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Major sermon

Skaneateles' native son, Father Peter Major interpreted the Gospel at St. Mary's 8 a.m. Mass in the village on Sunday Oct. 10 before returning to the Sudan. It was the one about 10 lepers visibly sick and shunned by the rest of the citizenry. The lepers asked Christ to show mercy. Christ cured them. And then, all, but one, ran off. It turned out that this one was a lone Samaritan among nine Jews. He instead came to the Lord and gave him thanks and praise for showing his mercy.

Father Major, a missionary stationed in the Sundan, told the congregation that in 2001 he was in the women's prison in Khartoum, where there were women and their children numbering in the 800s incarcerated. As Christmas was approaching the population began to become even more anxious that they would spend the holy day caged up. They looked to Father Major for help, he said, "We must look to the Lord."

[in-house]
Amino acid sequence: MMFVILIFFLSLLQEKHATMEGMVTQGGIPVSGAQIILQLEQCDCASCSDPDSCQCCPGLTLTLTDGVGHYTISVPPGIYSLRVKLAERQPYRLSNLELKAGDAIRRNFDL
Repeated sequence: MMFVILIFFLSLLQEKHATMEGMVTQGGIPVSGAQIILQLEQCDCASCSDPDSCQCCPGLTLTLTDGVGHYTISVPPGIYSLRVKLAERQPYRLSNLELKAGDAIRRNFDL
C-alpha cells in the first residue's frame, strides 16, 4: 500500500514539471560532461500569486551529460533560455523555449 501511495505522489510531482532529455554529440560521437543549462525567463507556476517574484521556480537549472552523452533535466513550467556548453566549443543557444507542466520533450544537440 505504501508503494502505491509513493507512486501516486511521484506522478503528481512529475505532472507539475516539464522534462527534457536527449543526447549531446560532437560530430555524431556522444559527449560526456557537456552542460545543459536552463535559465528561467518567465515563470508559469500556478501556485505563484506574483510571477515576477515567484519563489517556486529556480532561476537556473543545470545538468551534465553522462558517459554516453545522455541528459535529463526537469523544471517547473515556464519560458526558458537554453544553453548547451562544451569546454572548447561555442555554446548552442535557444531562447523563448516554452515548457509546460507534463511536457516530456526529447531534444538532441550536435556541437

They came together as he said Mass and they prayed.

"True story," he said to St. Mary's congregation.

After that Mass, the warden came in holding up a piece of paper. It was a document to release the women and children, who were immediately set free.

Three Muslim women came to Father Major and thanked him for his prayers and for saying Mass. The others just left.

Major was contrasting the relationships between Jews and Samaritans to Christians and Muslims today. In the eyes of the Lord we are one people.

Major then talked of a gang of children in the Sudan with leprosy and how they were shunned by the rest of the population. They wandered the streets like a pack of wild dogs, he said.

Encountering one of these children, he asked why won't you come to Mass and pray, "God loves you."

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